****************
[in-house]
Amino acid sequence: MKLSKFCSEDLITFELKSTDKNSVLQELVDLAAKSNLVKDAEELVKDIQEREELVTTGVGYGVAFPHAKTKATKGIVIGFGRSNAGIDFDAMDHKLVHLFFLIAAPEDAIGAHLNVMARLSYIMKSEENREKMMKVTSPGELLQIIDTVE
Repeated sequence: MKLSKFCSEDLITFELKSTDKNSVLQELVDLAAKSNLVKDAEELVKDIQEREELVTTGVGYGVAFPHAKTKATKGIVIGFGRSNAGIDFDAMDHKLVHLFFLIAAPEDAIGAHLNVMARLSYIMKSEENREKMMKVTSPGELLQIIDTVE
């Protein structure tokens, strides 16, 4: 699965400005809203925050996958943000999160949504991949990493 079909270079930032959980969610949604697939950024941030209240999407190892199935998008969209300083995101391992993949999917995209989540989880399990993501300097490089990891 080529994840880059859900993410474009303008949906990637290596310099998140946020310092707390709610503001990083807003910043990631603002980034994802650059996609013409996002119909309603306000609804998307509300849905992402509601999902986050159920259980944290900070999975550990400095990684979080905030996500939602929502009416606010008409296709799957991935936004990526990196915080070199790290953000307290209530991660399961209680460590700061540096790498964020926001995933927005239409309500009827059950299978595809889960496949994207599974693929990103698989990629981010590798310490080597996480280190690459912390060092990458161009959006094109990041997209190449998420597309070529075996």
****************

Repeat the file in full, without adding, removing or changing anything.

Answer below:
[in-house]
Amino acid sequence: MKLSKFCSEDLITFELKSTDKNSVLQELVDLAAKSNLVKDAEELVKDIQEREELVTTGVGYGVAFPHAKTKATKGIVIGFGRSNAGIDFDAMDHKLVHLFFLIAAPEDAIGAHLNVMARLSYIMKSEENREKMMKVTSPGELLQIIDTVE
Repeated sequence: MKLSKFCSEDLITFELKSTDKNSVLQELVDLAAKSNLVKDAEELVKDIQEREELVTTGVGYGVAFPHAKTKATKGIVIGFGRSNAGIDFDAMDHKLVHLFFLIAAPEDAIGAHLNVMARLSYIMKSEENREKMMKVTSPGELLQIIDTVE
């Protein structure tokens, strides 16, 4: 699965400005809203925050996958943000999160949504991949990493 079909270079930032959980969610949604697939950024941030209240999407190892199935998008969209300083995101391992993949999917995209989540989880399990993501300097490089990891 080529994840880059859900993410474009303008949906990637290596310099998140946020310092707390709610503001990083807003910043990631603002980034994802650059996609013409996002119909309603306000609804998307509300849905992402509601999902986050159920259980944290900070999975550990400095990684979080905030996500939602929502009416606010008409296709799957991935936004990526990196915080070199790290953000307290209530991660399961209680460590700061540096790498964020926001995933927005239409309500009827059950299978595809889960496949994207599974693929990103698989990629981010590798310490080597996480280190690459912390060092990458161009959006094109990041997209190449998420597309070529075996």